Staging prostate cancer
Article first published online: 6 NOV 2000
Copyright © 2000 Wiley-Liss, Inc.
Microscopy Research and Technique
Special Issue: Current Topics in Prostate Cancer Research
Volume 51, Issue 5, pages 423–429, 1 December 2000
How to Cite
Hoedemaeker, R. F., Vis, A. N. and Van Der Kwast, T. H. (2000), Staging prostate cancer. Microsc. Res. Tech., 51: 423–429. doi: 10.1002/1097-0029(20001201)51:5<423::AID-JEMT4>3.0.CO;2-4
- Issue published online: 6 NOV 2000
- Article first published online: 6 NOV 2000
- Manuscript Received: 9 JUL 2000
- Manuscript Accepted: 9 JUL 2000
- prostatic neoplasms;
- neoplasm staging;
- prostate cancer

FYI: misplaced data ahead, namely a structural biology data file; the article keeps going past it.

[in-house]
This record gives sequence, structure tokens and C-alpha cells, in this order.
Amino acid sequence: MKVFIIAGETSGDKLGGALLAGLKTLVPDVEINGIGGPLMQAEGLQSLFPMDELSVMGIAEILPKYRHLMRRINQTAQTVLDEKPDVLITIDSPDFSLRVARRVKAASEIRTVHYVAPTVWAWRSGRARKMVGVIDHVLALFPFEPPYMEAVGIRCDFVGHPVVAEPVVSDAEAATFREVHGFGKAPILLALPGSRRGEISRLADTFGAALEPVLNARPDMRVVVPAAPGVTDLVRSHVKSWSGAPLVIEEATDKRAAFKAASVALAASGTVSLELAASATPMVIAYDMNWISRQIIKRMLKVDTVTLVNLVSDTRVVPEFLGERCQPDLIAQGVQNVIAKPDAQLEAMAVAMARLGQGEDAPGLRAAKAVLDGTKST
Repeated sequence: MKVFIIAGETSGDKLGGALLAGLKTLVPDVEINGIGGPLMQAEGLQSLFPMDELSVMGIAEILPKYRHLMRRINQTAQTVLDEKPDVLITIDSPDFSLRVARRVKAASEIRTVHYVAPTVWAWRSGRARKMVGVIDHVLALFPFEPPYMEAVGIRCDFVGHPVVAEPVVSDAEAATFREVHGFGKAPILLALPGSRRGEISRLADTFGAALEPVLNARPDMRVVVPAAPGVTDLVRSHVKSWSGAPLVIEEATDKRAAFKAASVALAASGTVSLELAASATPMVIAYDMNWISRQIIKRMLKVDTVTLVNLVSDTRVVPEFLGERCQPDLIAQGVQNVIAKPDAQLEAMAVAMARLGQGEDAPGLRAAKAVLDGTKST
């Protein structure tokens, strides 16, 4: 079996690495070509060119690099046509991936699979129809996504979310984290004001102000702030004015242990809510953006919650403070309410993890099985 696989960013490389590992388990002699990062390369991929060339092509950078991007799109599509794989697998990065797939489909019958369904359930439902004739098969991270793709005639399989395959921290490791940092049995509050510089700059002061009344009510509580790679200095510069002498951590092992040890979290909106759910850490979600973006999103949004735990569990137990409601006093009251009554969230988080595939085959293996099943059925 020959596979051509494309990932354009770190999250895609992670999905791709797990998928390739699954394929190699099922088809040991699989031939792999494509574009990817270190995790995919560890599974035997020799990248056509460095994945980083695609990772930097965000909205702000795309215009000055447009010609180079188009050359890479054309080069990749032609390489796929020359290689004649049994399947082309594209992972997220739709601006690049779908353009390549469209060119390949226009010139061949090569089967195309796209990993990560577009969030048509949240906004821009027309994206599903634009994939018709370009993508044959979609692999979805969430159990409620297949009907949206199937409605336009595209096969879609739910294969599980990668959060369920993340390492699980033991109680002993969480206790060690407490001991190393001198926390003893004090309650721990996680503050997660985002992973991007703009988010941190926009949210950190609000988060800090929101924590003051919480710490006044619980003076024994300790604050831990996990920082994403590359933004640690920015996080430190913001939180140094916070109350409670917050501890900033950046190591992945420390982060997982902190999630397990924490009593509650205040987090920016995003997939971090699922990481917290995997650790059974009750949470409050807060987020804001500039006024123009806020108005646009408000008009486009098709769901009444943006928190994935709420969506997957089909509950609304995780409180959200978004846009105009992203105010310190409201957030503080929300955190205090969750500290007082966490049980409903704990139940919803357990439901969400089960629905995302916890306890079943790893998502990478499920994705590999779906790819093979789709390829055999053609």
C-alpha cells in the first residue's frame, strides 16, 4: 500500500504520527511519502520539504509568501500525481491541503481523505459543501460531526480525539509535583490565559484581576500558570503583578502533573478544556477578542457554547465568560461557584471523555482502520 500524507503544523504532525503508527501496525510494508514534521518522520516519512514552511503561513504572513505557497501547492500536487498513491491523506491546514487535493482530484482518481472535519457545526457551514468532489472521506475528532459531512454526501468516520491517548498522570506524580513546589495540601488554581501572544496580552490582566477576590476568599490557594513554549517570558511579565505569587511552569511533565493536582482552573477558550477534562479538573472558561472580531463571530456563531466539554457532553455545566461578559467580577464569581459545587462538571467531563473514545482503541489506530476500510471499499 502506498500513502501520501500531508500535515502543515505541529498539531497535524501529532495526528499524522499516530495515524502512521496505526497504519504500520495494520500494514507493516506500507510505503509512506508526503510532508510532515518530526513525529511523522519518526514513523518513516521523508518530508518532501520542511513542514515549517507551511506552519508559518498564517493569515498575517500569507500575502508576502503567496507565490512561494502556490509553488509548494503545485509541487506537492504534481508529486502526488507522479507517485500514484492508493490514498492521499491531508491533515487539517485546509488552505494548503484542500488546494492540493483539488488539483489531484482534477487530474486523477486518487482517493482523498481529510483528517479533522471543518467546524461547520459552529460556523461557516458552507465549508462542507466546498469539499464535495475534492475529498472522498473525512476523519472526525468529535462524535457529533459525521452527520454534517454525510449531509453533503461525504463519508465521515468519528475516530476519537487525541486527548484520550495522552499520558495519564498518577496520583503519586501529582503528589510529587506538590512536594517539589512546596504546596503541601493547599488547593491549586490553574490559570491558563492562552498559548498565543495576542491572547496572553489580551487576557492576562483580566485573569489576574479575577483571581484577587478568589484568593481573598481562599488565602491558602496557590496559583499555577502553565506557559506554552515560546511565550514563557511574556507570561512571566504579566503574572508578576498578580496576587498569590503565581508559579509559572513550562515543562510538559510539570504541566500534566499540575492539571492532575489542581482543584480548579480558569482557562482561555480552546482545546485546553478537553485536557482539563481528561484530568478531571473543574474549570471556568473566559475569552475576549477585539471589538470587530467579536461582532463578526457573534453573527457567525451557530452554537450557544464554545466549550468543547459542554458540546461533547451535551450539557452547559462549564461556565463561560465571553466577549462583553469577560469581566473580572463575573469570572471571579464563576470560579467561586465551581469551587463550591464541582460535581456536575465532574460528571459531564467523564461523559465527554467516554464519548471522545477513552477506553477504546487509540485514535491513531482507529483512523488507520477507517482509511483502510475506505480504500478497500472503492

Determining tumor stage provides a systematic way to describe the amount and the extent of a tumor at a certain point in time. In this short overview, the current version of the TNM system for prostate cancer is discussed. The TNM (tumor, lymph node, and metastasis) system is now used worldwide for determining tumor stage for prostate cancer. Tumor stage is essentially determined in two situations, at clinical evaluation of the patient (clinical stage) and after treatment by surgical removal of the prostate (pathological stage). In the ideal situation, clinical stage would be a reliable predictor of pathological stage, but in the current situation, tumors are clinically understaged in more than half of the cases. Additional clinical tools are needed to provide a firmer base on which the choice for patient treatment or management could be founded. Some of the criteria for the assessment of pathological stage are unclear. For instance, multifocal tumor, which occurs in more than half of the cases of prostate cancer, is not reckoned with in the current system, something that could hamper a correct and unambiguous assessment of pathological stage. In this report, we also discuss the criteria for extraprostatic extension, seminal vesicle invasion, and bladder neck invasion. Follow-up data obtained from a group of 123 patients that underwent radical prostatectomy at our hospital underline the importance of reporting the latter two. Microsc. Res. Tech. 51:423–429, 2000. © 2000 Wiley-Liss, Inc.